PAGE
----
/ 21 June 2010

Lampard the peacemaker as England revolt crushed

Fabio Capello was back in charge of England’s Soccer World Cup campaign on Monday after a player revolt launched by John Terry fizzled out, two days before a decisive meeting with Slovenia.

Terry had challenged Capello’s authority by promising to air a string of grievances at a squad meeting on Sunday evening, even if that meant upsetting the Italian.

If it was intended as a coup, it proved to be an abortive one. It emerged on Monday that Terry did not utter a single word at a meeting which was, according to his Chelsea teammate Frank Lampard, exclusively dedicated to Capello’s dissection of what went wrong in the goalless draw with Algeria.

In a typically accomplished performance in front of the world’s media, Lampard smoothed over the cracks that have appeared as a result of England’s stuttering start to the tournament, suggesting his team-mate’s comments had been misinterpreted.

”I’ve not read the reports but from what I hear, I think it has been completely overdone in terms of crisis meeting and things like that,” Lampard said.

”I don’t know if John backed off. The meeting was the manager dealing with the Algeria game and we moved on.

”I’m not going to say John said this and the manager said that. I’ve had enough of people trying to make out there are different factions in the camp.

”The Algeria game had to be addressed and it was not nice viewing.”

Lampard said Terry’s comments were simply a reflection of his plain-talking nature, rather than him pursuing a personal agenda — which some have linked to Capello’s decision to strip him of the captaincy in February following revelations about his affair with England teammate Wayne Bridge’s former partner.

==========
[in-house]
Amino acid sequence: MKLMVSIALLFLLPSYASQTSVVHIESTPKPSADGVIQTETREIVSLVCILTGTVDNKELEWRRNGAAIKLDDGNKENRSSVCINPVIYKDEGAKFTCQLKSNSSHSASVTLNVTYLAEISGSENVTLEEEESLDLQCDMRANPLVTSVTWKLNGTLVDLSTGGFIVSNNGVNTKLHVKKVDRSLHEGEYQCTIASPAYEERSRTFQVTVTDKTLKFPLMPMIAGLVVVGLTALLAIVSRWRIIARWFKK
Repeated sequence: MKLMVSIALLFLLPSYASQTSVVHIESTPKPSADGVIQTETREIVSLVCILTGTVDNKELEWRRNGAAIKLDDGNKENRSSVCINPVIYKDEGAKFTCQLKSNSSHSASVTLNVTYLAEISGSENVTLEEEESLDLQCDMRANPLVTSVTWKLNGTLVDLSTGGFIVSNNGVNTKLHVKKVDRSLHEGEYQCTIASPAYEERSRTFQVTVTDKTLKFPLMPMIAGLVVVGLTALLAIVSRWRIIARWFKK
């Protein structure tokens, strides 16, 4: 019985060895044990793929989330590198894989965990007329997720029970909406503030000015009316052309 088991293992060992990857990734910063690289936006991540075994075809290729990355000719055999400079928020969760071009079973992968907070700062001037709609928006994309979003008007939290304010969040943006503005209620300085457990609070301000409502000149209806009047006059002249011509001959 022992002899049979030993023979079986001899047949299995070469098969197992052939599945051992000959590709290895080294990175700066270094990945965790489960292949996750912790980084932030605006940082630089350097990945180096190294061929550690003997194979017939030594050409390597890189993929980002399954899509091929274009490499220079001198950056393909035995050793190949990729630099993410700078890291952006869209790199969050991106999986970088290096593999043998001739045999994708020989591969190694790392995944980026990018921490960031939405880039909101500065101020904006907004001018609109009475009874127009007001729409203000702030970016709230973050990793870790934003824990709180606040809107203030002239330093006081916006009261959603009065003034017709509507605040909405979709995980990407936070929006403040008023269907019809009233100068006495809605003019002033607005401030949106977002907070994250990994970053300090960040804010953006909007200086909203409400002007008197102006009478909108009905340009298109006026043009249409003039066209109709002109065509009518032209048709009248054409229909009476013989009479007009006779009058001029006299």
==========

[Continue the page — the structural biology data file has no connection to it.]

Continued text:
”Every person deals with things differently,” Lampard said. ”Some won’t say much and others want to hit things head-on.

”We’ll try to hit things head-on on the training ground. I think that is the best way to hit things head on.”

One of the issues Terry appeared unhappy about was Capello’s reluctance to use Joe Cole, whom he described, as one of only two England players — along with Wayne Rooney — capable of unlocking defences.

But Lampard insisted that Terry had not been trying to pick the team for the coach.

”I think what he meant was that Joe is one of those players who have that special ability,” he said, dismissing a suggestion that Terry’s comment could be taken as a slight on him or Steven Gerrard.

”I really don’t think players are that sensitive,” he laughed. ”I wasn’t knocking John’s door down saying ‘You don’t think I can unlock a defence.”’

Terry’s mute presence at the meeting was in sharp contrast to the tone he had adopted earlier on Sunday.

”If we feel something has to change, we owe it to the country and the manager to say it in that meeting,” he said. ”If it upsets him or any other player, so what.”

Terry had also claimed that he had the backing of up to eight other members of the 23-man squad, including Lampard, who again reiterated that his team-mate’s account of a discussion after the Algeria match had been unfairly spun.

”There was no rebel gang,” Lampard said. ”The media have to report it honestly and at the end of the day it was the lads sitting there talking about the Algeria game. The fact it has become about rebels just baffles me honestly.”

Whatever the exact truth, it seems clear that Terry has been prevailed upon not to rock the boat any more ahead of the meeting with group C leaders Slovenia in Port Elizabeth.

That is a match England must win to ensure they avoid their earliest exit from a World Cup since 1958.

It was all smiles for the cameras at England’s training session on Monday morning, but it remains to be seen whether Terry’s misjudged challenge to Capello’s authority costs him his place in the side.

That looks unlikely given that England lost captain Rio Ferdinand before the tournament and will be without the injured Ledley King and the suspended Jamie Carragher for the Slovenia match.

That means Capello has only three fit centrebacks to choose from: Terry, the uncapped Michael Dawson and Matthew Upson, who started four qualifiers when Ferdinand was injured but has since suffered a slump in form and fallen down the England pecking order. — AFP